Oh, and Greg Abbott's campaign claimed that he received donations from 2,100 individuals. Wendy Davis's Texan contributors: 4,900. 4,900 is an army of hardcore supporters I would take against 2,100 any day. And if you take the nation, Wendy Davis had over seven times more contributors than Greg Abbott. Dear 15,290 Wendy Davis contributors: make phone calls if and when she runs for governor this cycle – that's the way to beat Abbott and restore sanity to Texas government.

7:16 pm: No one is raising a bunch of money to unseat Annise Parker as Mayor of Houston, but she's raising millions herself. She has raised $2.2 Million. (Maybe she should run statewide soon, huh?) Despite no raising money himself, Ben Hall is spending some — he's spent over $150,000 of his own money.

6:34 pm: As we wait for more reports to come in, let's talk about Battleground Texas. Battleground Texas told reporters earlier today that it raised $1.1 Million from its start in February to the end of June, and presumably that includes both its federal and state PACs. They tell us they had 3,537 donors, with a large percentage being small donors and an even larger percentage being online donors.

$1.1 Million is a good, solid number. It's not overwhelming, and it doesn't look like all of the big out-of-state money that hoped for by Texas activists has come in. But $1.1 Million gives Battleground Texas legitimacy. A million dollars does well in the field, and has certainly allowed Battleground to get off to its strong start (helping deputize over 2,500 volunteer voter registrars, for instance). But they need more money to accomplish their goal. Hopefully this show of legitimacy will lead to abigger national investment.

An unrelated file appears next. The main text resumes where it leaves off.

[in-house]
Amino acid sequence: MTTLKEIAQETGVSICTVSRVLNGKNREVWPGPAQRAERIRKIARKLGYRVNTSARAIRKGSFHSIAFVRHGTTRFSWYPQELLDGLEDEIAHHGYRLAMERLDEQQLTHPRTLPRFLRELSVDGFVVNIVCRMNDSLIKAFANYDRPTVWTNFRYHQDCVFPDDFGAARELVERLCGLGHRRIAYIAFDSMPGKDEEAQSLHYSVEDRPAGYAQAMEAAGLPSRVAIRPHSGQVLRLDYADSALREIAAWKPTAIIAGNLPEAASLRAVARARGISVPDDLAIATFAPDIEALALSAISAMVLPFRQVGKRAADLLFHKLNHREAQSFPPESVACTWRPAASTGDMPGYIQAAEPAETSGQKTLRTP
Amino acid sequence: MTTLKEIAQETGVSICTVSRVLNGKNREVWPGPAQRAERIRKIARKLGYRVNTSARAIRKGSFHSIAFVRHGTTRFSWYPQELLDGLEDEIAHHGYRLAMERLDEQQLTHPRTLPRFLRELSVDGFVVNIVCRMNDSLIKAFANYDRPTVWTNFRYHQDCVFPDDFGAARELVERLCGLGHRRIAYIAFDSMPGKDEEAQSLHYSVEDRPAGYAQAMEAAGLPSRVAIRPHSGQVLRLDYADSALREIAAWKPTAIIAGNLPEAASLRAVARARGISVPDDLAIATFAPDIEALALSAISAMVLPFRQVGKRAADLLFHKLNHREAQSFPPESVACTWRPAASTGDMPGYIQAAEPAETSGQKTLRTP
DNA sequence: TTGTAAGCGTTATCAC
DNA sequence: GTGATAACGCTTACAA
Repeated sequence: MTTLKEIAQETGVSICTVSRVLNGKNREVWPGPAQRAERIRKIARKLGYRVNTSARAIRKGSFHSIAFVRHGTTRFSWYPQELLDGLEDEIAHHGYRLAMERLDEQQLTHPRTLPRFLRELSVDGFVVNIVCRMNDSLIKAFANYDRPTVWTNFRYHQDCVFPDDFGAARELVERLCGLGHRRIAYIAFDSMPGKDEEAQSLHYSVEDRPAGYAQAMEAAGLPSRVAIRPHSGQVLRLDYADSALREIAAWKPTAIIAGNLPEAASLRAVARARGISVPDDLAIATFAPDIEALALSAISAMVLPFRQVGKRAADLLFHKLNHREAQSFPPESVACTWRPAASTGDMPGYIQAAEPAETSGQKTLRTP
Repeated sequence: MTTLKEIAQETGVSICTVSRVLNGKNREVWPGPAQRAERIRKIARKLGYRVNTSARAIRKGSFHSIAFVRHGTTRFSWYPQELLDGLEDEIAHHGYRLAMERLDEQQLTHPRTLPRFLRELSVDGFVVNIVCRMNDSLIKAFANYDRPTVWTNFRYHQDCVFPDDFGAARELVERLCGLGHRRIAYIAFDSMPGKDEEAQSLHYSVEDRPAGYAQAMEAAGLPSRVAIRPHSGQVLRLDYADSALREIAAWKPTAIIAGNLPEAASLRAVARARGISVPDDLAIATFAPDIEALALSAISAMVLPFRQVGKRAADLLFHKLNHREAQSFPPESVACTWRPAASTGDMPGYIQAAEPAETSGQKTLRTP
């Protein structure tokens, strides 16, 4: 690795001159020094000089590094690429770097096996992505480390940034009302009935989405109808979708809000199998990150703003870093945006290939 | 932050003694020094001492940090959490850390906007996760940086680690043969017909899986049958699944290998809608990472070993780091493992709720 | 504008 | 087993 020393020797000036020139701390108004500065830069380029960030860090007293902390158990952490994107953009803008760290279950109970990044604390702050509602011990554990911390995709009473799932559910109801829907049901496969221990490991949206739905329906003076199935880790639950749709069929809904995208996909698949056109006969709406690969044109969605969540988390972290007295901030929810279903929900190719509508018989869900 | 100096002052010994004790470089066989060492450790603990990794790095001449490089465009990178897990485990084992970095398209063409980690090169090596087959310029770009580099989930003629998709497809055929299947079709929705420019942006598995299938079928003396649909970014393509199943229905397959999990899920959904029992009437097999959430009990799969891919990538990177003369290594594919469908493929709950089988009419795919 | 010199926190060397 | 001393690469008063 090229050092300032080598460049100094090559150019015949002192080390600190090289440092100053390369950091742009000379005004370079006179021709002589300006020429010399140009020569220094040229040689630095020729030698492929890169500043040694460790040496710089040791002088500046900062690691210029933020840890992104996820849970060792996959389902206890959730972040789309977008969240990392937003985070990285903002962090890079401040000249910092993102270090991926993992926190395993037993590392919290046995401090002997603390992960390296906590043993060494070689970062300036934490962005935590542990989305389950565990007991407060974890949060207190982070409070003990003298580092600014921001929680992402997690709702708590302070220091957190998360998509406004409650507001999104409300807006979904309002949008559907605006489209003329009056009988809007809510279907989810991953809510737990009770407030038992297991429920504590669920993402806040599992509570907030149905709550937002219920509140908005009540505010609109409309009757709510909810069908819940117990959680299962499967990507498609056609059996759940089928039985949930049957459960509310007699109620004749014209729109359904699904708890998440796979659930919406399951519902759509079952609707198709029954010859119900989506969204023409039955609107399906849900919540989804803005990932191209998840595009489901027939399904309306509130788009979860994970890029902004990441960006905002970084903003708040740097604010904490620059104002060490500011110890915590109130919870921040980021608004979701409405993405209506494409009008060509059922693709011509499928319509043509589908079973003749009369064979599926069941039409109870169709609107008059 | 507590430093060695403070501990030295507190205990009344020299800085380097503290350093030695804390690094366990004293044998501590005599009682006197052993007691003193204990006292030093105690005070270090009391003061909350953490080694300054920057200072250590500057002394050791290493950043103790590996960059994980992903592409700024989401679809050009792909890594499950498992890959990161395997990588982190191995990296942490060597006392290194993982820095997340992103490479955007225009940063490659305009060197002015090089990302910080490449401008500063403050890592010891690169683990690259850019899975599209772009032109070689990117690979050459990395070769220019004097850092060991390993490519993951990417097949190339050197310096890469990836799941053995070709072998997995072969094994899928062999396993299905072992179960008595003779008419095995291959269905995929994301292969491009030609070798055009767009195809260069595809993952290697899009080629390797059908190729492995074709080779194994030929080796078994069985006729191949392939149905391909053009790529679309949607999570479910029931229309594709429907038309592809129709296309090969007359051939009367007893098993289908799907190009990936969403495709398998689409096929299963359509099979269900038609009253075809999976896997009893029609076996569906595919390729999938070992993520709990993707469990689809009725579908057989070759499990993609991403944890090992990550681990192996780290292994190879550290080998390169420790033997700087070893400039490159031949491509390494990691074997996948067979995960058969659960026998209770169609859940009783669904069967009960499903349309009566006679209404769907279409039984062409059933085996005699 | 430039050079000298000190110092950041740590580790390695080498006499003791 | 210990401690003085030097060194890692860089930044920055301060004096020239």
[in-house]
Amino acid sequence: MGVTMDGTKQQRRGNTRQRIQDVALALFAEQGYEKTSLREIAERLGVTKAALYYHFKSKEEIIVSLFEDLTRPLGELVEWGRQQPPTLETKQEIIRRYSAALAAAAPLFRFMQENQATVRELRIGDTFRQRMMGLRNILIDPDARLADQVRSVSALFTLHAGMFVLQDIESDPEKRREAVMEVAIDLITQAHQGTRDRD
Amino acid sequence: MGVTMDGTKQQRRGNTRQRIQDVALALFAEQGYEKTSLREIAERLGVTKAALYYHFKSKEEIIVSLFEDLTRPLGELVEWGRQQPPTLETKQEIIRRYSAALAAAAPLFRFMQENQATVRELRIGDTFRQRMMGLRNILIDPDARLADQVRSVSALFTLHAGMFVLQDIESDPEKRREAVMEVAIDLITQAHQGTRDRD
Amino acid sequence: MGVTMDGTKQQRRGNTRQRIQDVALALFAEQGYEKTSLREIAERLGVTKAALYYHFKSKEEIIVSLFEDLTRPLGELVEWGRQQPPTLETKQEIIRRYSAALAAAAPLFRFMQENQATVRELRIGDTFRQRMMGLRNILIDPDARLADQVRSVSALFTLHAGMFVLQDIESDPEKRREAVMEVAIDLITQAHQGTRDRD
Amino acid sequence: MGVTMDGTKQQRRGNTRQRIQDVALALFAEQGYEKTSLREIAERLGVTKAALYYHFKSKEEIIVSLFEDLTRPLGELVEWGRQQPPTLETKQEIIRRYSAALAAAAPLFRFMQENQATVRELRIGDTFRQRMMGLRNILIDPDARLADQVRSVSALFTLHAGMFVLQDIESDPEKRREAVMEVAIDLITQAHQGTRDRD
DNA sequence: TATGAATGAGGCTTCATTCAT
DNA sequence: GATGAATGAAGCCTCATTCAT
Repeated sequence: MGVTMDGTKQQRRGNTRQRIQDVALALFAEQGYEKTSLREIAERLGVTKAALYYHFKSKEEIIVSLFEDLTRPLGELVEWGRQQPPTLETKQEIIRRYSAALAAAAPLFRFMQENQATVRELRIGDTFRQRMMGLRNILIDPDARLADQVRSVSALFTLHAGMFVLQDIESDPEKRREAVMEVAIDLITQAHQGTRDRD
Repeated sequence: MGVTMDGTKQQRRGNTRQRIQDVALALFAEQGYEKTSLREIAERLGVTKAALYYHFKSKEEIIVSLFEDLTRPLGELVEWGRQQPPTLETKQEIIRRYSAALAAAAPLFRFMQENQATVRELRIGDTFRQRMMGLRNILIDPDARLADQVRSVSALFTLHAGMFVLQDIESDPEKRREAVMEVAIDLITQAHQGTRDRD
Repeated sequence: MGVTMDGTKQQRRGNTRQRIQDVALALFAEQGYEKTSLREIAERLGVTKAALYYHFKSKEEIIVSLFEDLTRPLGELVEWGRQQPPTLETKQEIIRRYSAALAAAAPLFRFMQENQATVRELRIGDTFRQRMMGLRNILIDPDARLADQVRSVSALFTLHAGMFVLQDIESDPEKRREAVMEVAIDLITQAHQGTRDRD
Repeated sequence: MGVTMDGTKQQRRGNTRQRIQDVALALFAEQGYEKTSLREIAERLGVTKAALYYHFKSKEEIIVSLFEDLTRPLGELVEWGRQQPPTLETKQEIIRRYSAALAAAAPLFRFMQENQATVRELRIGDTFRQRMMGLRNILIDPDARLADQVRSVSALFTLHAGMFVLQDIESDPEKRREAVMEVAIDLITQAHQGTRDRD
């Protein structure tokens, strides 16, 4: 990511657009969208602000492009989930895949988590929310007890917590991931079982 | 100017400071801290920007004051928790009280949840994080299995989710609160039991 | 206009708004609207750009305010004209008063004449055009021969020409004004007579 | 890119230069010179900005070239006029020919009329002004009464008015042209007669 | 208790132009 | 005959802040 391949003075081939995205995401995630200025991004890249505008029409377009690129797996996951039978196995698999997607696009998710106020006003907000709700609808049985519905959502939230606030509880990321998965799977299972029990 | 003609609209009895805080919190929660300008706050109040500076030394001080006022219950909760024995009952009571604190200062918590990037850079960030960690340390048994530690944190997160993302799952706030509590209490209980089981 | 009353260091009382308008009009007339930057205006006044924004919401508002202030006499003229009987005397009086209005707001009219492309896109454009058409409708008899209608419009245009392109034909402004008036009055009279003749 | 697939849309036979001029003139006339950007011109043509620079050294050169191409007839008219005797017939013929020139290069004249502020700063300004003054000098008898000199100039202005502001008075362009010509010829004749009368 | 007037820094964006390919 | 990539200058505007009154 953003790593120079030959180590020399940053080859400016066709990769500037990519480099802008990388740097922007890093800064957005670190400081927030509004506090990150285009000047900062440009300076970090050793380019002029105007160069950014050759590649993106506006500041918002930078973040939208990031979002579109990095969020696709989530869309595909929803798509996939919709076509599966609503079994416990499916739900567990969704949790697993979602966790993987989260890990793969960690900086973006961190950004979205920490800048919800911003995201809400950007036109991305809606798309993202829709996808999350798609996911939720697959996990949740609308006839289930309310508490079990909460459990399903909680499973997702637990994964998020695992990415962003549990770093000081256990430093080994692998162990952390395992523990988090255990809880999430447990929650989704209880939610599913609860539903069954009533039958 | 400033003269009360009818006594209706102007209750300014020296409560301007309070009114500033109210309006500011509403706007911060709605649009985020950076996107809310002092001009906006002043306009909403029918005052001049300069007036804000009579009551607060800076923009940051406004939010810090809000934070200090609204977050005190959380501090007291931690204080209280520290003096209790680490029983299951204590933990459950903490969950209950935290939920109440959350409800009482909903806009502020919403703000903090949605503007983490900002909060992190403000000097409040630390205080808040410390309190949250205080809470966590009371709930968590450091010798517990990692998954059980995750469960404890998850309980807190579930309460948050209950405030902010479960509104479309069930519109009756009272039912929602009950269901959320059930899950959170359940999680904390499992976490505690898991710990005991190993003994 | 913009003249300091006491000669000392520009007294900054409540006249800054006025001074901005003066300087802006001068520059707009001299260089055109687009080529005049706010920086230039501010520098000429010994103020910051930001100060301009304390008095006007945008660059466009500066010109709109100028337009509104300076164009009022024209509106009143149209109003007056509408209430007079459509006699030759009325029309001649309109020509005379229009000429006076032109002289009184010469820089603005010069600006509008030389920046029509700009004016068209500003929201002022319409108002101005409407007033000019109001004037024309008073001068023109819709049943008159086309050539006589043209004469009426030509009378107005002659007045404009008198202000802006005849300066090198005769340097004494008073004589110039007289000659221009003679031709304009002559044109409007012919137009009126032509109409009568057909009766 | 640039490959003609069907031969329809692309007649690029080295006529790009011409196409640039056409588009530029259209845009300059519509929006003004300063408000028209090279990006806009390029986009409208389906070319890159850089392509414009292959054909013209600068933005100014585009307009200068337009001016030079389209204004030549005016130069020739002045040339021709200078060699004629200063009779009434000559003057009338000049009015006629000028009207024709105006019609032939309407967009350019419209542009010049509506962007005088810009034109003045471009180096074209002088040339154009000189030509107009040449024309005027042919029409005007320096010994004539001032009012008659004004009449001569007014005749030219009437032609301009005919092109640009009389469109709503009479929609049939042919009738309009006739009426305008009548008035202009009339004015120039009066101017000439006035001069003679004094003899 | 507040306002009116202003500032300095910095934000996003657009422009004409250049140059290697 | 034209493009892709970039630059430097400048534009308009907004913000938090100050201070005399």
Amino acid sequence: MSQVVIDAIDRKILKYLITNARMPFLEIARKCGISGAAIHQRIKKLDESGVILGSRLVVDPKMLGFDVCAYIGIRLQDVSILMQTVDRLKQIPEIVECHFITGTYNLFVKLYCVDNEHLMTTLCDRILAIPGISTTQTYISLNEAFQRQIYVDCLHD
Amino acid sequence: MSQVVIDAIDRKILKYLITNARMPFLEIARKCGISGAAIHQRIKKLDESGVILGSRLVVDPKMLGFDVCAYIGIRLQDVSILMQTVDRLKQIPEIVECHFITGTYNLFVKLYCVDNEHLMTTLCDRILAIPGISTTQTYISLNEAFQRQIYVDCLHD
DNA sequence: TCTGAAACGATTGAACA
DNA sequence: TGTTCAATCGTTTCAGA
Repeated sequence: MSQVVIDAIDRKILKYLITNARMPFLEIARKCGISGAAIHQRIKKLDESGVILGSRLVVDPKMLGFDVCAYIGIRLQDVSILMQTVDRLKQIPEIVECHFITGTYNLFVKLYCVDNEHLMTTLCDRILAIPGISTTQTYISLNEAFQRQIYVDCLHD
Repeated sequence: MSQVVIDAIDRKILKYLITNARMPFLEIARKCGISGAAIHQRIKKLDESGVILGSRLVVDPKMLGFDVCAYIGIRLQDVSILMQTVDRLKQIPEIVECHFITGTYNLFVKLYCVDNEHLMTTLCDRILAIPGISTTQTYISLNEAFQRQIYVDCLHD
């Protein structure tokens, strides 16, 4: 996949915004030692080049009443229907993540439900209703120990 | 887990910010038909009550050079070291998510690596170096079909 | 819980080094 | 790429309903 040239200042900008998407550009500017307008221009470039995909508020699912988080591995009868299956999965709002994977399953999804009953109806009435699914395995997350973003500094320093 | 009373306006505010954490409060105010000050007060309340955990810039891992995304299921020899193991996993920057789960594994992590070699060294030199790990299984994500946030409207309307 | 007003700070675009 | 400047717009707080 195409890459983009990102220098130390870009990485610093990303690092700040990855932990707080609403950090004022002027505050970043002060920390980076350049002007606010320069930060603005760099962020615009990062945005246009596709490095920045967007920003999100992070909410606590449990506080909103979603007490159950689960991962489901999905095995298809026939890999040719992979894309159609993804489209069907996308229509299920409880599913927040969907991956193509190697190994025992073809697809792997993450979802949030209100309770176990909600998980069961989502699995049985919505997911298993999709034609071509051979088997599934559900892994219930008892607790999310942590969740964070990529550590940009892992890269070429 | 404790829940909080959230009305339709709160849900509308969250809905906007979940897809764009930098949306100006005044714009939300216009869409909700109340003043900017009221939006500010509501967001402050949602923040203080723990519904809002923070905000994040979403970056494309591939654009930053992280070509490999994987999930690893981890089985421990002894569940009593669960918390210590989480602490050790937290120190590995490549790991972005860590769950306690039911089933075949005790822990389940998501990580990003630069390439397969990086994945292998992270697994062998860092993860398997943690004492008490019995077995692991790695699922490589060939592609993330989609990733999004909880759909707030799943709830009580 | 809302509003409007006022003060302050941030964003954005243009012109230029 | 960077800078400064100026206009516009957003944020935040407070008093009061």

5:15 pm: We have the reports for our two County Judge candidates in. And while many expected Andy Brown to raise much more than Sarah Eckhardt, that simply wasn't the case in 2013. True, Brown still raised $20,000 more than Eckhardt, and Brown also raised a lot more at the end of 2012, but Brown is already burning through his cash at a faster rate. Brown spent over $105,000 for the reporting period, while Eckhardt spent almost $58,000. And that puts the two candidates at about the same place, money-wise, as they entered July still with about 8 months of campaigning left. This is going to be quite the competition.

4:15 pm: Wendy Davis brought in a nice haul, considering she only had 5 days in the fundraising period from the day of her filibuster. Oh, and that's from over 15,000 contributors. That's a lot.

Also, local candidate Randall Slagle is in with an impressive early report. He's taking on generally incompetent Republican Justice of the Peace Glenn Bass. At this point, $50,000 would be impressive for a countywide race, not to mention a JP!